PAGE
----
In his research, Jason has studied data on 120,000 companies. He looks at metrics like revenue per employee and return on assets and investing capital. For one of his sales books, he looked at 72,000 companies. He found 120 that had consistently grown revenues by double digits for more than 10 years - but only 20 that had done so with double digit profits as well.
From that research he highlighted these five companies that stand out as leaders:
IKEA – they were the first in their category. While the average furniture company captures $400,000 in revenue per employee, they bring in $2 million per employee annually.
Smuckers – They’ve grown tenfold from $500 million per year to $5 billion by expanding their product line and brand.
Staples – They are on track to reach $42 billion in revenues this year due in a large part to their employees thinking and acting like owners.
Koch Industries – they are the world’s largest private company with approximately $120 billion annually. Their CEO asks his business units two key questions each year: have you created authentic value and have you been a good steward of capital.
Steelmaker Nucor – Jason thinks they are most innovative company in world.
Innovative companies have a cause. This is not a mission statement. It’s the non-financial reason for doing what you’re doing. He noted causes go beyond a goal. They provide a noble purpose, fuel passion and drive momentum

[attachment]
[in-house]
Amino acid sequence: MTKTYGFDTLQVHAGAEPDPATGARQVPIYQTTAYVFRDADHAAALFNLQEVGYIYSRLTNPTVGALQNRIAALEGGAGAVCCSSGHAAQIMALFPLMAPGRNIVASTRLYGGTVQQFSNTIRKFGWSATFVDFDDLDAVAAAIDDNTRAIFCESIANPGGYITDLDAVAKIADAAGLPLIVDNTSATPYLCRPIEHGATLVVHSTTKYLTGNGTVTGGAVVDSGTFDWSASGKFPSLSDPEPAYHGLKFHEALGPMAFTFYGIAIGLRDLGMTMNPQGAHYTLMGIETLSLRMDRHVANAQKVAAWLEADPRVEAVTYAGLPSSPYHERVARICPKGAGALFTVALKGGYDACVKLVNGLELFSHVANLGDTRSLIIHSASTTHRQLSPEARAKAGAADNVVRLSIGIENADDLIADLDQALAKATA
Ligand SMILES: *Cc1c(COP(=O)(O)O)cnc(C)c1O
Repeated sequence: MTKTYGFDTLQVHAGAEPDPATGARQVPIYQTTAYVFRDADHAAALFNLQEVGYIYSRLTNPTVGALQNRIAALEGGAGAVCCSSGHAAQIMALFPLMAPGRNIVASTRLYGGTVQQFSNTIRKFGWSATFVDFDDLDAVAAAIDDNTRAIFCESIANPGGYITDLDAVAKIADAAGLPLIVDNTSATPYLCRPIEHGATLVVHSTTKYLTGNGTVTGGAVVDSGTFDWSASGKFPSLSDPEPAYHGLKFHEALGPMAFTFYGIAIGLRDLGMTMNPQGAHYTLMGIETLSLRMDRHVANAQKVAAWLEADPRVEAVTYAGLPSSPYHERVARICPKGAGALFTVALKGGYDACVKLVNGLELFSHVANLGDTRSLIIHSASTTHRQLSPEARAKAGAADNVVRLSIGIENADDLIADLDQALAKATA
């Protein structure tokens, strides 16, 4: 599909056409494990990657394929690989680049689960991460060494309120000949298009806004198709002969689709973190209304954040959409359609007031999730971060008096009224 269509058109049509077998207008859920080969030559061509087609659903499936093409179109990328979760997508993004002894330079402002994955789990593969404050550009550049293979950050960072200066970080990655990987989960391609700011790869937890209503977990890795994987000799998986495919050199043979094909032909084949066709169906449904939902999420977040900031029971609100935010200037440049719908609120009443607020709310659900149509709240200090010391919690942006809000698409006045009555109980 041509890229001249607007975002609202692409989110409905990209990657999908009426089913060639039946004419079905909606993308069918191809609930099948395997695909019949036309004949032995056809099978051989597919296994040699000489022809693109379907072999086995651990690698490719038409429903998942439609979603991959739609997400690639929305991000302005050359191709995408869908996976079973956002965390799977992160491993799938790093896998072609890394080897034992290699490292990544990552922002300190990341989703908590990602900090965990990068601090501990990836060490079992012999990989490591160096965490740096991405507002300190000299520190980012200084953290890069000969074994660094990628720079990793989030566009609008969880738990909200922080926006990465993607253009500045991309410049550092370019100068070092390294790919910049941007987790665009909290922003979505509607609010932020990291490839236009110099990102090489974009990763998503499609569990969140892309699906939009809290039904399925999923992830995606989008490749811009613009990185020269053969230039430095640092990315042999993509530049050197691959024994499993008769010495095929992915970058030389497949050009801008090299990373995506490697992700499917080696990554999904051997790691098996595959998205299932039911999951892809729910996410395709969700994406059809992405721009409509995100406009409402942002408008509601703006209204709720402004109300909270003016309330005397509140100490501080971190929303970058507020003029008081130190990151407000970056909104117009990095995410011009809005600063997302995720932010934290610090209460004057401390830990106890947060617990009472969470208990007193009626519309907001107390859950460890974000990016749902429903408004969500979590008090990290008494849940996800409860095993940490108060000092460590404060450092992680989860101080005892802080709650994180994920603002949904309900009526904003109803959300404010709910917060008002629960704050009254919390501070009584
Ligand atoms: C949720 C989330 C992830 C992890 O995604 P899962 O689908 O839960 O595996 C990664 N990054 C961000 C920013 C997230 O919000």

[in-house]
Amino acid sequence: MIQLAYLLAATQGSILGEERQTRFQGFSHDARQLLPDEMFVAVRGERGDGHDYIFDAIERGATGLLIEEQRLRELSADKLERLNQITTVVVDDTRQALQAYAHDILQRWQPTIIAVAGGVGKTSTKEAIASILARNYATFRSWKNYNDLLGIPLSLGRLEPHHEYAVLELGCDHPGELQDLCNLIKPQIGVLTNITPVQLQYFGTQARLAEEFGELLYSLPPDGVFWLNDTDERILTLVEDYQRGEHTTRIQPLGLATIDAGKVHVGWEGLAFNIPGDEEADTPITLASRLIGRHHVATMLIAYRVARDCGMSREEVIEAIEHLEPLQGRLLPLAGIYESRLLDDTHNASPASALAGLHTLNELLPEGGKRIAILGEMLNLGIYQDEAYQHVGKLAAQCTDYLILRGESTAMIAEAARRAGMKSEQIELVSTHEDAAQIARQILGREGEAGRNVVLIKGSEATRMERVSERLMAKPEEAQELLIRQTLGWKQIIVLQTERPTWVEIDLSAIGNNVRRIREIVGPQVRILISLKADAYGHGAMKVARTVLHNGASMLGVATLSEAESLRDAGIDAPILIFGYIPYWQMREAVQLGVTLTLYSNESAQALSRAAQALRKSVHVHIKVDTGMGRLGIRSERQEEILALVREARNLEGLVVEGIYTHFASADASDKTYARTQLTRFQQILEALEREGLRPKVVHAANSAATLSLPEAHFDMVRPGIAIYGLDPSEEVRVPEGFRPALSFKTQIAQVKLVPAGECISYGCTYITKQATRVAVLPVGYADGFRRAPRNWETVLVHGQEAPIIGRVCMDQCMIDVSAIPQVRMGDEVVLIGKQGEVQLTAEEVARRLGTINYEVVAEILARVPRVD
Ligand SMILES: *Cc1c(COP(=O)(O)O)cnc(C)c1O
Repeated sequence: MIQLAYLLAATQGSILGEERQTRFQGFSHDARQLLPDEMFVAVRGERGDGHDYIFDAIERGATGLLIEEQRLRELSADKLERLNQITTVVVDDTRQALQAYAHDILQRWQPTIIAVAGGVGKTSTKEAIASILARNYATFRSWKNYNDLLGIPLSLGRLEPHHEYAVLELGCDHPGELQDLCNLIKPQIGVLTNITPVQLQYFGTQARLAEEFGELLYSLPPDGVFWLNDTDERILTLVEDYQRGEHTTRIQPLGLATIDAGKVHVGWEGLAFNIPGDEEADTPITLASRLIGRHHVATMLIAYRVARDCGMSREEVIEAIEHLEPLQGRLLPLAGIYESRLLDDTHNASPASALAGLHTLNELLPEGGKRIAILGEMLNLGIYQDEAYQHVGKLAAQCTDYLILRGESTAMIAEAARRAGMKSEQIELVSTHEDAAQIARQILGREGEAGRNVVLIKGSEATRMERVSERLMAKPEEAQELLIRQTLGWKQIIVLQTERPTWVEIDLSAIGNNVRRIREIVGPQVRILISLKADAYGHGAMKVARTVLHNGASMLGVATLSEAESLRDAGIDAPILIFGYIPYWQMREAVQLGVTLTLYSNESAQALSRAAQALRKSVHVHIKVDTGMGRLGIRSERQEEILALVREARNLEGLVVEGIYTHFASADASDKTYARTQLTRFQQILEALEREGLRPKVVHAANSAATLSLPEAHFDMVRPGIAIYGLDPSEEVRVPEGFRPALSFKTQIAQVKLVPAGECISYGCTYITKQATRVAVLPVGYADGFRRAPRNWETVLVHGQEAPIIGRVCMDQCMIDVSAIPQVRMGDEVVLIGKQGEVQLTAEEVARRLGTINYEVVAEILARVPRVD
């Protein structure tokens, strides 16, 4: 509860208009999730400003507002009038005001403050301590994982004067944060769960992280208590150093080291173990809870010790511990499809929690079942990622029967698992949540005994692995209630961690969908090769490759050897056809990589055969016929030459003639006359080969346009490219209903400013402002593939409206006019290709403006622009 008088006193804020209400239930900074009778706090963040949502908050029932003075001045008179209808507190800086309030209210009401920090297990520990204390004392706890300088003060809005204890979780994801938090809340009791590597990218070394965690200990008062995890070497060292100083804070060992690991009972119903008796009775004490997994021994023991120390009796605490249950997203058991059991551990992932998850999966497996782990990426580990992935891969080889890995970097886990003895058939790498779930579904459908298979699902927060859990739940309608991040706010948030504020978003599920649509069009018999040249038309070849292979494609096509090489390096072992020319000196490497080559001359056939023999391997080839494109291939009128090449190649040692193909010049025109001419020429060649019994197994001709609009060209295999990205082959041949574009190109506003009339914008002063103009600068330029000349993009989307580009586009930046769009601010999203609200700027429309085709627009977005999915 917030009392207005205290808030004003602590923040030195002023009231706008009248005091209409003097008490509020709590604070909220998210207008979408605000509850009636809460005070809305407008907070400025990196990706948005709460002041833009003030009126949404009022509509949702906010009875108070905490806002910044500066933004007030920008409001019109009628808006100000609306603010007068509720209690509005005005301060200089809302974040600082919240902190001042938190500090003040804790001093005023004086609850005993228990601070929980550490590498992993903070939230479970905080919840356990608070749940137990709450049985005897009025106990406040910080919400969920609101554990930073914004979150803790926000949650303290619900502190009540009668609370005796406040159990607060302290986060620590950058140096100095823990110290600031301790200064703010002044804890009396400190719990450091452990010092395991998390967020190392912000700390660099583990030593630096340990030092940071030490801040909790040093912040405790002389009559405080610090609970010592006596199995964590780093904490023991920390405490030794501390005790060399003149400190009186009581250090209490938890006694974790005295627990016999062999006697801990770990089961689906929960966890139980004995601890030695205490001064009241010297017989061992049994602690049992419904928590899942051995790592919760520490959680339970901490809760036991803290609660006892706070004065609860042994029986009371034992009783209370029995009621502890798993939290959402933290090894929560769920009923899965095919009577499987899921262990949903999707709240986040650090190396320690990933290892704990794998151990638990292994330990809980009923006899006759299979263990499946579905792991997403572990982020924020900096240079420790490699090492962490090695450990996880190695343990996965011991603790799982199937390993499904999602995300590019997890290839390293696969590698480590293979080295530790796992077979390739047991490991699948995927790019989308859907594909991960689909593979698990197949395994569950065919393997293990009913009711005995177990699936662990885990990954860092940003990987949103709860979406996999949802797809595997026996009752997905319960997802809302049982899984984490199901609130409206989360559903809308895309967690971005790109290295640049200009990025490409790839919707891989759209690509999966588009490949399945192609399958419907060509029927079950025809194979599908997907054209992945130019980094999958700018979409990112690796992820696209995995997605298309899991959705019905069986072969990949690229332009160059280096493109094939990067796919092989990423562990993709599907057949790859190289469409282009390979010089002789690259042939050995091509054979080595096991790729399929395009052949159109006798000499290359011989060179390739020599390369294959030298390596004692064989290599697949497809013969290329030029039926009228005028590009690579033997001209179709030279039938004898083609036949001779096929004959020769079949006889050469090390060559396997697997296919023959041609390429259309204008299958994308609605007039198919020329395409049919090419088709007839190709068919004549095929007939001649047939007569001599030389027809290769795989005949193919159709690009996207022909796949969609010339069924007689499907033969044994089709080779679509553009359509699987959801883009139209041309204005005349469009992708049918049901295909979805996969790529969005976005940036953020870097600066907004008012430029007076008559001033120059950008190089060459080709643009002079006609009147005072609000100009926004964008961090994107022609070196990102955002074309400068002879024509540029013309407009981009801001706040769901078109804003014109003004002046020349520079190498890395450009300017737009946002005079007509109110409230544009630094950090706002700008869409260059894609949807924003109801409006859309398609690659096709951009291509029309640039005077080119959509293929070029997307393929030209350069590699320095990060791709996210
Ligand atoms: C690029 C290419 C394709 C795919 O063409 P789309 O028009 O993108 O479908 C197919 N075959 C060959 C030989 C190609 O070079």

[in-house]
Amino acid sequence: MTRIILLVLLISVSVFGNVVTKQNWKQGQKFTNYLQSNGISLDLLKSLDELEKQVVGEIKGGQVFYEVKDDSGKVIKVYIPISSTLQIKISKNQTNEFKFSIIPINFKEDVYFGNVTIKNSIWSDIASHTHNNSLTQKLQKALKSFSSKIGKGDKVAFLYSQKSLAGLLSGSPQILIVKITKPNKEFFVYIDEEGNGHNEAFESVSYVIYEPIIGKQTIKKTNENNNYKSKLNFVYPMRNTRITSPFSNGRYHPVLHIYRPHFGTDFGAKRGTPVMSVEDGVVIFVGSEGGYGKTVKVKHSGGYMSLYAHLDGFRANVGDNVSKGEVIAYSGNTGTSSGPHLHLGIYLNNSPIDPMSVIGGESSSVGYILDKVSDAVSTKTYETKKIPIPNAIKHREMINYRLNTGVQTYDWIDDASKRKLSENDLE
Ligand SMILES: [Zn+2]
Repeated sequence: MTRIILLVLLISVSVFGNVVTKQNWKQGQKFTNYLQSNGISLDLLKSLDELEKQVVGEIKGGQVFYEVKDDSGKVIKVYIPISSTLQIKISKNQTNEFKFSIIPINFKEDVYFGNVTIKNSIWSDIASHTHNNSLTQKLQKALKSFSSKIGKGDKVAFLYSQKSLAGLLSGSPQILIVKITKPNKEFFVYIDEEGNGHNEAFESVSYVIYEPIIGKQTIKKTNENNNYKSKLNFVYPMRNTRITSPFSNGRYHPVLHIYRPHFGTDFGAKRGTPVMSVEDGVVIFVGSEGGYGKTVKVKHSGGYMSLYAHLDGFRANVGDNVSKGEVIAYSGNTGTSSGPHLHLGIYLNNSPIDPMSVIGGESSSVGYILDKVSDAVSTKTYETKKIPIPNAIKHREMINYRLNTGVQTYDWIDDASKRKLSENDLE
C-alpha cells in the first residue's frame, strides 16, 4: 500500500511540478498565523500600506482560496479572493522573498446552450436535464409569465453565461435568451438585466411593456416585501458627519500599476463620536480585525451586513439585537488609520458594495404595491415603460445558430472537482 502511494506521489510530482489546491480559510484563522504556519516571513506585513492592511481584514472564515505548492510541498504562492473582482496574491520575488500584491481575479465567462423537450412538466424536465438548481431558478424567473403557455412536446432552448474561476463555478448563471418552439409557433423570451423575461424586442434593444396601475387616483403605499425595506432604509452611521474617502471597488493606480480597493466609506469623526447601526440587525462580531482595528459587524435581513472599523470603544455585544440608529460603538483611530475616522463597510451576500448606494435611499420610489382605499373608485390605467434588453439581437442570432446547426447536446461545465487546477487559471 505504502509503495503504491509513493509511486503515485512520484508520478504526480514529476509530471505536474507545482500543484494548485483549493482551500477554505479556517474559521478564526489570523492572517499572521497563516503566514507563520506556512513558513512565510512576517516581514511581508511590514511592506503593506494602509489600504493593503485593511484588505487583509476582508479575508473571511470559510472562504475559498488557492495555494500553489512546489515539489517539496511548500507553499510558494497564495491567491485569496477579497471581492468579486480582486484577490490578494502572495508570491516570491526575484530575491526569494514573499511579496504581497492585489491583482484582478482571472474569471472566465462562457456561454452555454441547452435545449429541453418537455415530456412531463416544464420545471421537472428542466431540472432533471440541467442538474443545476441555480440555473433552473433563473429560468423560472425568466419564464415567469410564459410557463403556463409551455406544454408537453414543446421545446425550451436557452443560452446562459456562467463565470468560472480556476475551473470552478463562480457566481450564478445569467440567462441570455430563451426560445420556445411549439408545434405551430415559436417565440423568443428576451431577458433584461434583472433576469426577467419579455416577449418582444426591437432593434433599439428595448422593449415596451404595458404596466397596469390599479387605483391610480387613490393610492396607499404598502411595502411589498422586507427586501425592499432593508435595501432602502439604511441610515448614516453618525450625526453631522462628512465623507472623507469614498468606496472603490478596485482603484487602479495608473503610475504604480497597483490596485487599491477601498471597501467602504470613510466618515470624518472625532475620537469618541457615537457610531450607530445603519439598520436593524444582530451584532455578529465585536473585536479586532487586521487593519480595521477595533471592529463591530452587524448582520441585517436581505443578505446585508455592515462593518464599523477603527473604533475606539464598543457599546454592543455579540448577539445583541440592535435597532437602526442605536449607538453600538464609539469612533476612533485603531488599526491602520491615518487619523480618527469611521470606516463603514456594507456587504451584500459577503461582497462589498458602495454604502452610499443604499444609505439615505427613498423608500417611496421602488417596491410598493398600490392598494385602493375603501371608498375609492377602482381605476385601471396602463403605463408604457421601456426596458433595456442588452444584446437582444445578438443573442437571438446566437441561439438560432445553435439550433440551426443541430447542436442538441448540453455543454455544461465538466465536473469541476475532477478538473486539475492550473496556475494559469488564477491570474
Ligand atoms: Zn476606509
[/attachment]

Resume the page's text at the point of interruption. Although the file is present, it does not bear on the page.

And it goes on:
Innovative companies let go. He shares an analogy of catching monkeys. The monkey wouldn’t get caught if he could just let go of the gourd trap. Jason said you need to be able to let go of yesterday’s breadwinners. Ego often gets in the way.
Innovative companies make certain that everyone within the organization knows the strategy. Some companies protect their strategies with no competes. Others, like Smuckers, willing share 80-page strategy documents.
Innovative companies make certain that everyone within the organization thinks and acts like an owner.
Innovative companies are stewards. The share information, are accessible, and keep their hands dirty. He noted leaders who are stewards spend at least 50 percent time of their time with customers. They are coaches and mentors and feel called to serve.
It was the kind of motivational speaker the executives in attendance could connect with. He had data to back up his assertions and like many of the great leaders he talked about, he told great stories.
One of the things I liked about Jason’s approach to speaking at an event like this is that he did his homework. He had interviewed several of our customers ahead of time. He also didn’t just fly for his speaking slot. He attended all of yesterday’s event and brought in things he saw in the PLM stories yesterday to his presentation today.